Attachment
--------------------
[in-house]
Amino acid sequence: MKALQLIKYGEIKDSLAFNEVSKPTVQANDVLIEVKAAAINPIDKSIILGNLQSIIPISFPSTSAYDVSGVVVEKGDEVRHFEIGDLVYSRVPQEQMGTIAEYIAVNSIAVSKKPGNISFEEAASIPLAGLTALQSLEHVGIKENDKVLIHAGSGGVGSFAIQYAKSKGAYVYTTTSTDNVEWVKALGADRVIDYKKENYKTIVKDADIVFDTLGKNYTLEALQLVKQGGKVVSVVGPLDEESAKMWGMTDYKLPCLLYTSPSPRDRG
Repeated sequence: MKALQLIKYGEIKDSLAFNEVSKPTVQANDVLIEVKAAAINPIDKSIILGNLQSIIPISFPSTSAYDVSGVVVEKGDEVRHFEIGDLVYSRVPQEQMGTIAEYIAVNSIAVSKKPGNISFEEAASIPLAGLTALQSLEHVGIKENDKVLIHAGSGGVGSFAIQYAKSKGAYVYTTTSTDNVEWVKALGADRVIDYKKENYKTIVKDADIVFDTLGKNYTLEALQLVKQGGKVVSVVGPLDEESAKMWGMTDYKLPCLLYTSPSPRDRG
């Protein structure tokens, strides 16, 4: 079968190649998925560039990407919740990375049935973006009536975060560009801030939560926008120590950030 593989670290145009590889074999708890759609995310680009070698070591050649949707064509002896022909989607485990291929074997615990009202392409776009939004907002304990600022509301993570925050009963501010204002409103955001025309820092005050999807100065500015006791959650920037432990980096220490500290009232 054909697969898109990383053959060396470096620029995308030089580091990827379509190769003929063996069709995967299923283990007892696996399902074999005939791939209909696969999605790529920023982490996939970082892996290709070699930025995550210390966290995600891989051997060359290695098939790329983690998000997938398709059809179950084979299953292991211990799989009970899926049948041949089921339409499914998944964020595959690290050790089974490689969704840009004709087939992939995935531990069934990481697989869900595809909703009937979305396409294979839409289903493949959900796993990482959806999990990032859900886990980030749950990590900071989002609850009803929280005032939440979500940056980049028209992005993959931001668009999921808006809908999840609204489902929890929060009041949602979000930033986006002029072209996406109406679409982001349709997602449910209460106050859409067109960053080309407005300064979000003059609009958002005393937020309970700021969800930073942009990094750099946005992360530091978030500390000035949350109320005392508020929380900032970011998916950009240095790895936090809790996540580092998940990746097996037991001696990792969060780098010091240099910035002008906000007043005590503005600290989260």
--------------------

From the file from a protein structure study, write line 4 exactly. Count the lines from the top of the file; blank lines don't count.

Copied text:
């Protein structure tokens, strides 16, 4: 079968190649998925560039990407919740990375049935973006009536975060560009801030939560926008120590950030 593989670290145009590889074999708890759609995310680009070698070591050649949707064509002896022909989607485990291929074997615990009202392409776009939004907002304990600022509301993570925050009963501010204002409103955001025309820092005050999807100065500015006791959650920037432990980096220490500290009232 054909697969898109990383053959060396470096620029995308030089580091990827379509190769003929063996069709995967299923283990007892696996399902074999005939791939209909696969999605790529920023982490996939970082892996290709070699930025995550210390966290995600891989051997060359290695098939790329983690998000997938398709059809179950084979299953292991211990799989009970899926049948041949089921339409499914998944964020595959690290050790089974490689969704840009004709087939992939995935531990069934990481697989869900595809909703009937979305396409294979839409289903493949959900796993990482959806999990990032859900886990980030749950990590900071989002609850009803929280005032939440979500940056980049028209992005993959931001668009999921808006809908999840609204489902929890929060009041949602979000930033986006002029072209996406109406679409982001349709997602449910209460106050859409067109960053080309407005300064979000003059609009958002005393937020309970700021969800930073942009990094750099946005992360530091978030500390000035949350109320005392508020929380900032970011998916950009240095790895936090809790996540580092998940990746097996037991001696990792969060780098010091240099910035002008906000007043005590503005600290989260």